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SQL Query to Display All the Existing Constraints on a Table

  • Last Updated : 30 Dec, 2021

In SQL, we sometimes need to display all the currently existing constraints on a table. The whole process for doing the same is demonstrated below. For this article, we will be using the Microsoft SQL Server as our database.

Step 1: Create a Database. For this use the below command to create a database named GeeksForGeeks.

Query:

CREATE DATABASE GeeksForGeeks

Output:

Step 2: Use the GeeksForGeeks database. For this use the below command.

Query:

USE GeeksForGeeks

Output:

Step 3: Create a table STUDENT_INFO inside the database GeeksForGeeks. This table has 3 columns namely ROLL_NO, STUDENT_NAME, and BRANCH containing the roll number, name, and branch of various students.

Query:

CREATE TABLE STUDENT_INFO(
ROLL_NO INT,
STUDENT_NAME VARCHAR(10),
BRANCH VARCHAR(5)
);

Output:

Step 4: Display the current constraints applied on the table STUDENT_INFO. We use INFORMATION_SCHEMA.TABLE_CONSTRAINTS to display the constraints. Here, we display the name(CONSTRAINT_NAME) and the type of the constraint(CONSTRAINT_TYPE) for all existing constraints.

Syntax:

SELECT INFORMATION
FROM INFORMATION_SCHEMA.TABLE_CONSTRAINTS
WHERE TABLE_NAME='TABLE_NAME';

Query:

SELECT CONSTRAINT_NAME, CONSTRAINT_TYPE
FROM INFORMATION_SCHEMA.TABLE_CONSTRAINTS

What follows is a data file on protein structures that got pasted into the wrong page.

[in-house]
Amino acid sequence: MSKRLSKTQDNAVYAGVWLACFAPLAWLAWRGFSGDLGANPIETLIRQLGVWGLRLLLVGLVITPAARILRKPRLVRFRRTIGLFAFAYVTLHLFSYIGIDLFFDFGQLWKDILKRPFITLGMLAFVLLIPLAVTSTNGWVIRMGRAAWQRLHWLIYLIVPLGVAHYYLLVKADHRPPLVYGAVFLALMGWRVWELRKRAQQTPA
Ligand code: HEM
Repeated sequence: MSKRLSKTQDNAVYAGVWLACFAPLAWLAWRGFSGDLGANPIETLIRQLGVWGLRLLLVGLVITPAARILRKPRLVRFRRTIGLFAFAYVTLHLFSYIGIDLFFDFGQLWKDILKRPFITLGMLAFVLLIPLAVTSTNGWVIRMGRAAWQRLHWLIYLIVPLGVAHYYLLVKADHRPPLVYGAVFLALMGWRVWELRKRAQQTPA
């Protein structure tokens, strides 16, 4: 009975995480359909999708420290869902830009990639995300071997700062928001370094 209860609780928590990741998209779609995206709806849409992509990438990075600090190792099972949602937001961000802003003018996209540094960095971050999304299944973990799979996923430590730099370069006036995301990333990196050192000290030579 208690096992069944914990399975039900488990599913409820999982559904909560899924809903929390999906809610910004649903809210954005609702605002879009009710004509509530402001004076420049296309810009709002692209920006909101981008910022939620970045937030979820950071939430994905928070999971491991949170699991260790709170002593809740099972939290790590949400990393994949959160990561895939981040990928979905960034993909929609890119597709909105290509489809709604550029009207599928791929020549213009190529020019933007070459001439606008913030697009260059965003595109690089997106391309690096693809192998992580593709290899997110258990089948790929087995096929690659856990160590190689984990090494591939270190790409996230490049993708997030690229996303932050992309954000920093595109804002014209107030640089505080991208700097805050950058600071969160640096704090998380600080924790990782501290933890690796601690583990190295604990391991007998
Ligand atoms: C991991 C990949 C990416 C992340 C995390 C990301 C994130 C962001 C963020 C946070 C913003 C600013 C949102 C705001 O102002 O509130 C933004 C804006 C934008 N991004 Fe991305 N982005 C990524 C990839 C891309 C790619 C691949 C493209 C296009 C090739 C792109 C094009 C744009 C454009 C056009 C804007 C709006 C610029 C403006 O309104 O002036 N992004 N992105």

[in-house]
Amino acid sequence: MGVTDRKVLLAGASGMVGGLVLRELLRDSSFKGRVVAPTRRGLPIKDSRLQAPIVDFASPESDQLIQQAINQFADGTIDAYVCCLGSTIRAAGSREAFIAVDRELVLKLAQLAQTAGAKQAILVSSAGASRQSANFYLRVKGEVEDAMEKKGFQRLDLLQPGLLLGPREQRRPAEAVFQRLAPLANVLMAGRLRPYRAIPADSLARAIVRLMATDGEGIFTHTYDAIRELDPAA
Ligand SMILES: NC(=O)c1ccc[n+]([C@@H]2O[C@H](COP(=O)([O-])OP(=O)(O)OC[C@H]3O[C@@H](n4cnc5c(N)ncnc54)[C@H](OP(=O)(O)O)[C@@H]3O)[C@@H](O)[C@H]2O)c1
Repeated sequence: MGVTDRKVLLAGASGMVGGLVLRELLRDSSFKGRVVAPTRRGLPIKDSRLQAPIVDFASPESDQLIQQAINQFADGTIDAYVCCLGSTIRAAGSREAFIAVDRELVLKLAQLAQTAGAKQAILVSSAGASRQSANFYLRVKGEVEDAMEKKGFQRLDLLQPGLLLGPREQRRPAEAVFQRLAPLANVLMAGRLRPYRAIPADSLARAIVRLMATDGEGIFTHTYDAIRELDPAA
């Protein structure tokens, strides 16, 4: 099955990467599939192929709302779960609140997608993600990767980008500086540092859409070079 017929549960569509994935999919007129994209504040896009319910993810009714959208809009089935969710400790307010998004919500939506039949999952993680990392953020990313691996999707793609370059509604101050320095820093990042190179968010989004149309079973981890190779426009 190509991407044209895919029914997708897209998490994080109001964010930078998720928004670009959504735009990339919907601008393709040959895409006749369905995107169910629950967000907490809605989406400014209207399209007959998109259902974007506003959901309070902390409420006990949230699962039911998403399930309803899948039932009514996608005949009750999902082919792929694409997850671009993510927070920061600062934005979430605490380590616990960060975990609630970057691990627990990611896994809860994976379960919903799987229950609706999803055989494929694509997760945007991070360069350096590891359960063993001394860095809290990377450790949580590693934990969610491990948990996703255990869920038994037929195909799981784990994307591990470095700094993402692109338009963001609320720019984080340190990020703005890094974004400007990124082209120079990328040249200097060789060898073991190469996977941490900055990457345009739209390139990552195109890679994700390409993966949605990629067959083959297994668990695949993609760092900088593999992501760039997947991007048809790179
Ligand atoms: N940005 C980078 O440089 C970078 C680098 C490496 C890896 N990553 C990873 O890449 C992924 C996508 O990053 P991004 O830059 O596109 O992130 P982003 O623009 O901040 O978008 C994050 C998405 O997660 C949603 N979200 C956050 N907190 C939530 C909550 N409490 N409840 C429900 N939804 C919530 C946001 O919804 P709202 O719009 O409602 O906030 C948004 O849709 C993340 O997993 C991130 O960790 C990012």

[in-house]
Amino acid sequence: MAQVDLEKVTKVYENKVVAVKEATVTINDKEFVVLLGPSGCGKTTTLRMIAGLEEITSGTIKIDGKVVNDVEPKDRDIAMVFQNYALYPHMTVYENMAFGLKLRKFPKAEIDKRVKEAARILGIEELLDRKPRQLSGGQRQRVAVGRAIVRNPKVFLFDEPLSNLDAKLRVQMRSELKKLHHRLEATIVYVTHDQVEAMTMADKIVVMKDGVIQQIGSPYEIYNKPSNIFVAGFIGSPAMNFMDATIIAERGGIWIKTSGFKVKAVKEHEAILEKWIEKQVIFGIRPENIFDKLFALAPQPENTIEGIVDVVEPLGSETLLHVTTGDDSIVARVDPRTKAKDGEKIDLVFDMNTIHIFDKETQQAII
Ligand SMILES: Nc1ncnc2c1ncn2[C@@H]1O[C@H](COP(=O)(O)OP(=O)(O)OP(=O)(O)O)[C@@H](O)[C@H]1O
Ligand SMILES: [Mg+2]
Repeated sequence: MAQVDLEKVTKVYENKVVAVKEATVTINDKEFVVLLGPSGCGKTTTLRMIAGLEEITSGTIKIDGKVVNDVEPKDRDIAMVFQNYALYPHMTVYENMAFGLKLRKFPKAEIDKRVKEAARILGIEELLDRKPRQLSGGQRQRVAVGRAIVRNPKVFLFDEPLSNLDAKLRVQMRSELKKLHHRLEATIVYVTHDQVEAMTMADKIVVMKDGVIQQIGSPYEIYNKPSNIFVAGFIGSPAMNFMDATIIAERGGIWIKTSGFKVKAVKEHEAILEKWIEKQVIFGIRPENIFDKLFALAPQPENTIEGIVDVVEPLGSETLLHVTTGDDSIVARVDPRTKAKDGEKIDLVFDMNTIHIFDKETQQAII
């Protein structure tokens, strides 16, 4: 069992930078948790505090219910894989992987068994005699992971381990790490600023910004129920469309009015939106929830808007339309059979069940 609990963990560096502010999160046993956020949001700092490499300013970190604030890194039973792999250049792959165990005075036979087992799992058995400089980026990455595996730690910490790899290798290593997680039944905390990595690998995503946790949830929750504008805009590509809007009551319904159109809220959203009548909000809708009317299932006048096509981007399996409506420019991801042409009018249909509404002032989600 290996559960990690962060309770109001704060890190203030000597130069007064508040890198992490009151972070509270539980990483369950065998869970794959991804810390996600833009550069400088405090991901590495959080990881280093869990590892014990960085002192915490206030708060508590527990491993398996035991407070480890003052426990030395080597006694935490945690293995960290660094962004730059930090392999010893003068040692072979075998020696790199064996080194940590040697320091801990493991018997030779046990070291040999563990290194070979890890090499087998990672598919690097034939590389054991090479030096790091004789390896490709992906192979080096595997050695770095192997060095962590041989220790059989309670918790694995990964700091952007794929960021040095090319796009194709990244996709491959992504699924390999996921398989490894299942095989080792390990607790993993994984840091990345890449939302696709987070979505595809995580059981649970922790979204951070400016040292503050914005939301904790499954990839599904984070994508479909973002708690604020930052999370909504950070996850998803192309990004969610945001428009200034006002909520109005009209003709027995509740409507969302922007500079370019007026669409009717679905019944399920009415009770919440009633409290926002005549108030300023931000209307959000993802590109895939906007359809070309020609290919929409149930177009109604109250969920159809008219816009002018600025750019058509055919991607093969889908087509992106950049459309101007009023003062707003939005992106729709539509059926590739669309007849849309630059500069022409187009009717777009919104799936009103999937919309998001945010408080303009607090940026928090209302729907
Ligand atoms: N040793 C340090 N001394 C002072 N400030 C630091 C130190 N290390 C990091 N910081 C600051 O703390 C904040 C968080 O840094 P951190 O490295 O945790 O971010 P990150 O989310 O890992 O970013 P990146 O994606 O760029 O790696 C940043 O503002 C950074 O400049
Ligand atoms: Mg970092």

WHERE TABLE_NAME='STUDENT_INFO';

Note – Since our table has no constraints currently, hence no rows are displayed.

Output:

Step 5: Alter the ROLL_NO column using ALTER clause table to set it to NOT NULL. We do this because it is a prerequisite for setting the ROLL_NO as a PRIMARY KEY(done in the next step).

Query:

ALTER TABLE STUDENT_INFO ALTER 
COLUMN ROLL_NO INT NOT NULL;

Output:

Step 6: Add a PRIMARY KEY constraint named C1 to the ROLL_NO column using ALTER clause.

Query:

ALTER TABLE STUDENT_INFO ADD CONSTRAINT 
C1 PRIMARY KEY (ROLL_NO);

Output:

Step 7: Display the current constraints applied on the table STUDENT_INFO.

Query:

SELECT CONSTRAINT_NAME, CONSTRAINT_TYPE
FROM INFORMATION_SCHEMA.TABLE_CONSTRAINTS
WHERE TABLE_NAME='STUDENT_INFO';

Note: Since our table has only 1 constraint i.e. the PRIMARY KEY constraint currently, hence only 1 row is displayed.

Output:

Step 8: Add a CHECK constraint named BRANCH_CHECK to the BRANCH column using ALTER clause.

Query:

ALTER TABLE STUDENT_INFO ADD CONSTRAINT BRANCH_CHECK
CHECK (BRANCH IN('CSE','ECE','CE','ME','ELE'));

Output:

Step 9: Display the current constraints applied on the table STUDENT_INFO.

Query:

SELECT CONSTRAINT_NAME, CONSTRAINT_TYPE
FROM INFORMATION_SCHEMA.TABLE_CONSTRAINTS
WHERE TABLE_NAME='STUDENT_INFO';

Note: Since our table has 2 constraints i.e. the PRIMARY KEY constraint and the CHECK constraint currently, hence 2 rows are displayed.

Output:

Step 10: Add a UNIQUE constraint named UNIQ to the STUDENT_NAME column using ALTER clause.

Query:

ALTER TABLE STUDENT_INFO ADD CONSTRAINT 
UNIQ UNIQUE(STUDENT_NAME);

Output:

Step 11: Display the current constraints applied on the table STUDENT_INFO.

Query:

SELECT CONSTRAINT_NAME, CONSTRAINT_TYPE
FROM INFORMATION_SCHEMA.TABLE_CONSTRAINTS
WHERE TABLE_NAME='STUDENT_INFO';

Note: Since our table has 3 constraints i.e. the PRIMARY KEY constraint, the CHECK constraint, and the UNIQUE constraint currently, hence 3 rows are displayed.

Output:

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